Monday, November 19, 2007

Contemporary design & Mass Culture

Obsolescence remained a guiding principle in industrial design for the mass market, but during the 1960s many products abandoned flamboyance and playful novelty in favor of greater standardization and conformity. Products began to have less and less variety between them, but they came in different colors and available accessories offered the variety that the original product lacked. As a result, the industrial designer wasn’t much needed anymore in terms of styling and invention.
Technology was a big motivation behind many of the new products that were aimed at increasing and satisfying the wants and needs of the mainstream mass market. Formica was manufactured in an increasing number of colors and patterns suitable to every taste, including simulated natural and traditional materials.
The major influence at this time was the changing culture. For example, advertising for many products almost exclusively featured women either marveling over the products or playing hostess. What changed was the REJECTION of traditional role models in the 1960s, which lead to the women’s liberation movement. During the 1960s women debated and protested sexual discrimination and sought alterations to the gender stereotypes socialized through education and the media. But this wasn’t the only change in traditions going on. There was also an increasingly diversified youth culture was being joined by other secondary groups of the 1960s, such as “racial minorities, women and homosexuals,” each with a strong desire for recognition. Rebellions, strikes, and student protests during this time ranged from skirt-lengths and marijuana –use to abortion, the death penalty, and freedom of speech, racial discrimination, the voting age and the U.S. participation in the Vietnam War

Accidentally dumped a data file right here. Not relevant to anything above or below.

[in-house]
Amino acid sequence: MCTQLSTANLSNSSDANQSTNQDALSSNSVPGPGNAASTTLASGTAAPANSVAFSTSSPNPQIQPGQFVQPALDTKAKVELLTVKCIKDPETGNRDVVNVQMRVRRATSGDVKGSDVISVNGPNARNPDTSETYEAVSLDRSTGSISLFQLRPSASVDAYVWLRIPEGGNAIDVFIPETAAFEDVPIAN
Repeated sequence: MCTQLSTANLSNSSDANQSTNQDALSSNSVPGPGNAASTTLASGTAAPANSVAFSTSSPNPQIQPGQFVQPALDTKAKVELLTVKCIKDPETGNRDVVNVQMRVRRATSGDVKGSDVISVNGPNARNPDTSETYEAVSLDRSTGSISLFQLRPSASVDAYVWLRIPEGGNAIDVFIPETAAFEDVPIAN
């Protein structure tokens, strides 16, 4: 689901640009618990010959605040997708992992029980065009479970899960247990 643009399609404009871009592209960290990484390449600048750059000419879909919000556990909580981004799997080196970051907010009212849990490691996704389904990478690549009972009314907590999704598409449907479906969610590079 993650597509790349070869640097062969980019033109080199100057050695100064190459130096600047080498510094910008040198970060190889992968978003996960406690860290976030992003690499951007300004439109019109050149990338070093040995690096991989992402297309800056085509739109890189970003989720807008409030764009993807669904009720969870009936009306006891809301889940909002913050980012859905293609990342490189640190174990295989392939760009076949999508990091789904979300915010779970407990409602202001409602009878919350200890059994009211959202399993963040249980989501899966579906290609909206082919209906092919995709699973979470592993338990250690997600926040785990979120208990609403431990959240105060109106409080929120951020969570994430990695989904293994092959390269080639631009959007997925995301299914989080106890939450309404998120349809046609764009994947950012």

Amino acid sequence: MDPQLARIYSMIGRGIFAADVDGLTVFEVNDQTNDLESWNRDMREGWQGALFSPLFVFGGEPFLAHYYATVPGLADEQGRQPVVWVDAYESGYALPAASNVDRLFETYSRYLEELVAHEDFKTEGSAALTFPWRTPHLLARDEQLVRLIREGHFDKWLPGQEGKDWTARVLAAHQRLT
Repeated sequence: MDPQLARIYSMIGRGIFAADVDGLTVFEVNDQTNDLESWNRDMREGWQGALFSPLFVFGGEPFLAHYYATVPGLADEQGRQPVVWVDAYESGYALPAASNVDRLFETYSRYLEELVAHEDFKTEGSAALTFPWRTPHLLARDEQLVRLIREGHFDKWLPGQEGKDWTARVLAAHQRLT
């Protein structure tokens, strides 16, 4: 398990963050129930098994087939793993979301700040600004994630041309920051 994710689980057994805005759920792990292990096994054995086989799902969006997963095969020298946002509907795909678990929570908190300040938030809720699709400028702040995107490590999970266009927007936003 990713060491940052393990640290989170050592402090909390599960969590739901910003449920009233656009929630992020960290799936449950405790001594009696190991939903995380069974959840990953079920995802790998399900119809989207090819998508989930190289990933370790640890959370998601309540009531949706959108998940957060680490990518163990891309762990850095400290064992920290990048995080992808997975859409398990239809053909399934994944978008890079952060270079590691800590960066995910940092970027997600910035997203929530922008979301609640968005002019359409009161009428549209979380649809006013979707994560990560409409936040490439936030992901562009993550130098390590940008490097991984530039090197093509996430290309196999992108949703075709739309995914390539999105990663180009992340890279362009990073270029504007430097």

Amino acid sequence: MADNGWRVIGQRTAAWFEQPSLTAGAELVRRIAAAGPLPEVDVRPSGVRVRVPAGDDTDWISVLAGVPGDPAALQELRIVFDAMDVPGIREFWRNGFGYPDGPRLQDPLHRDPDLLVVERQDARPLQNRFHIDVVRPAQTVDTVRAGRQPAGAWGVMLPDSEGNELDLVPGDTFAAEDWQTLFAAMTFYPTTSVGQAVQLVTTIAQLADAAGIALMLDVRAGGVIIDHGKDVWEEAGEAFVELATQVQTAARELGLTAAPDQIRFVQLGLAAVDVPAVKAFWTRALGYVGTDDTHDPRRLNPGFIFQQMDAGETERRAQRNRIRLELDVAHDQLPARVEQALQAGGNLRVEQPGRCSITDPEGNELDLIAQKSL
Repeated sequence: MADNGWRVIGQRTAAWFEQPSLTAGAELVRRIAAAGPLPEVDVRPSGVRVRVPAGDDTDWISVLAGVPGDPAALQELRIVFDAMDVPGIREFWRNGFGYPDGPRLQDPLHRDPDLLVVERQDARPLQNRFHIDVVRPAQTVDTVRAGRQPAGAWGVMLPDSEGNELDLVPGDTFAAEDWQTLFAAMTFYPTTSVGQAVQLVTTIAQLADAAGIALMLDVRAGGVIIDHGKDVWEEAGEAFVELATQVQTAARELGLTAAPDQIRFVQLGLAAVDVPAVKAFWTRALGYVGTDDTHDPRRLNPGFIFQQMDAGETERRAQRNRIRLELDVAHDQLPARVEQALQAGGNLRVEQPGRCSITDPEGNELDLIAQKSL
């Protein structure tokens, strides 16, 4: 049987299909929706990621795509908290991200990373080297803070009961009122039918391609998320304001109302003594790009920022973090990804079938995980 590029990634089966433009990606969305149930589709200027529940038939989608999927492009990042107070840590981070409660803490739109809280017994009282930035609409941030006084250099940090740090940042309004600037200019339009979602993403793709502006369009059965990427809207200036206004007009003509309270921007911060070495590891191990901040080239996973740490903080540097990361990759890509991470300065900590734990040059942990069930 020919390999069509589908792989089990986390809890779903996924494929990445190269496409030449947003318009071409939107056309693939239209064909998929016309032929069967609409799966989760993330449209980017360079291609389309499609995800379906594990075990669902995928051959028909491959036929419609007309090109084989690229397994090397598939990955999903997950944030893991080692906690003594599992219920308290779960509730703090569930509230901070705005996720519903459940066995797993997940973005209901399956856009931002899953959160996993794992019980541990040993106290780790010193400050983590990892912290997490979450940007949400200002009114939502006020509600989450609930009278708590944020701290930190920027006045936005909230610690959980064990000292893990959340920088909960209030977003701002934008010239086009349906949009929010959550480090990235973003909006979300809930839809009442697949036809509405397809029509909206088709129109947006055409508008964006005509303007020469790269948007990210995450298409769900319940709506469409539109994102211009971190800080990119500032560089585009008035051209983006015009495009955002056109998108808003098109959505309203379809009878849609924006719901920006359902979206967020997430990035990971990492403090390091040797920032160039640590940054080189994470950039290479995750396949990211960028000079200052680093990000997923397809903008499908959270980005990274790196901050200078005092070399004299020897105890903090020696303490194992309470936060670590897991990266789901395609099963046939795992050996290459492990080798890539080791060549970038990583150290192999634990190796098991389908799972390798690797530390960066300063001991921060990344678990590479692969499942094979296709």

With all of this change from old to new traditions happening and all the controversy arising, producers wanted to make sure they were appealing to a wide variety of the demographic, which at this time was a majority of youth. What do you think had the most impact on design during this period? Why? Why was it a big deal?

This blog is intended for the interior design students in the college of design at the University of Kentucky. It was created with the intent to present students with information, providing them with a channel for contemplation and discussion.